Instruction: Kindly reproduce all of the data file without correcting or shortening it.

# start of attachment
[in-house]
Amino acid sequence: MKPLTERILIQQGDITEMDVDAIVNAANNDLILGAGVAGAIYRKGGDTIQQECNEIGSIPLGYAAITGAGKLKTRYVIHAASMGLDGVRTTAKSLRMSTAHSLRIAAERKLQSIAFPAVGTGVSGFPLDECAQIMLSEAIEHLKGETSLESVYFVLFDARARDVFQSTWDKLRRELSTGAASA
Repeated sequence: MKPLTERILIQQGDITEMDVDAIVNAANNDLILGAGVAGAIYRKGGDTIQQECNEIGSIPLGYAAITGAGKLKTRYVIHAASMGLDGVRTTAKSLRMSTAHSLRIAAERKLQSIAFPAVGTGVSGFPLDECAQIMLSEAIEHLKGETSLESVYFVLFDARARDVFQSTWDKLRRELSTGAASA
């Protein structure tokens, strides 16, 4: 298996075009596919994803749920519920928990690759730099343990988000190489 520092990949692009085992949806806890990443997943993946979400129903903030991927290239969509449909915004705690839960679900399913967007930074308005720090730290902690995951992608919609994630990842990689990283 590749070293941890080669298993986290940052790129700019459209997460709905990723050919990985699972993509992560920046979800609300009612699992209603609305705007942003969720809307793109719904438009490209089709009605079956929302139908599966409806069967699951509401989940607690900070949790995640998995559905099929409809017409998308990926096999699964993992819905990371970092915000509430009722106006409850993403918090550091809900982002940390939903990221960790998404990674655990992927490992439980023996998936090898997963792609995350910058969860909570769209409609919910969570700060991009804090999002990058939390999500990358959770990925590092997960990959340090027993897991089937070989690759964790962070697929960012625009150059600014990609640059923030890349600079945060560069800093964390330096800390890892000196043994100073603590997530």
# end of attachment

[in-house]
Amino acid sequence: MKPLTERILIQQGDITEMDVDAIVNAANNDLILGAGVAGAIYRKGGDTIQQECNEIGSIPLGYAAITGAGKLKTRYVIHAASMGLDGVRTTAKSLRMSTAHSLRIAAERKLQSIAFPAVGTGVSGFPLDECAQIMLSEAIEHLKGETSLESVYFVLFDARARDVFQSTWDKLRRELSTGAASA
Repeated sequence: MKPLTERILIQQGDITEMDVDAIVNAANNDLILGAGVAGAIYRKGGDTIQQECNEIGSIPLGYAAITGAGKLKTRYVIHAASMGLDGVRTTAKSLRMSTAHSLRIAAERKLQSIAFPAVGTGVSGFPLDECAQIMLSEAIEHLKGETSLESVYFVLFDARARDVFQSTWDKLRRELSTGAASA
């Protein structure tokens, strides 16, 4: 298996075009596919994803749920519920928990690759730099343990988000190489 520092990949692009085992949806806890990443997943993946979400129903903030991927290239969509449909915004705690839960679900399913967007930074308005720090730290902690995951992608919609994630990842990689990283 590749070293941890080669298993986290940052790129700019459209997460709905990723050919990985699972993509992560920046979800609300009612699992209603609305705007942003969720809307793109719904438009490209089709009605079956929302139908599966409806069967699951509401989940607690900070949790995640998995559905099929409809017409998308990926096999699964993992819905990371970092915000509430009722106006409850993403918090550091809900982002940390939903990221960790998404990674655990992927490992439980023996998936090898997963792609995350910058969860909570769209409609919910969570700060991009804090999002990058939390999500990358959770990925590092997960990959340090027993897991089937070989690759964790962070697929960012625009150059600014990609640059923030890349600079945060560069800093964390330096800390890892000196043994100073603590997530």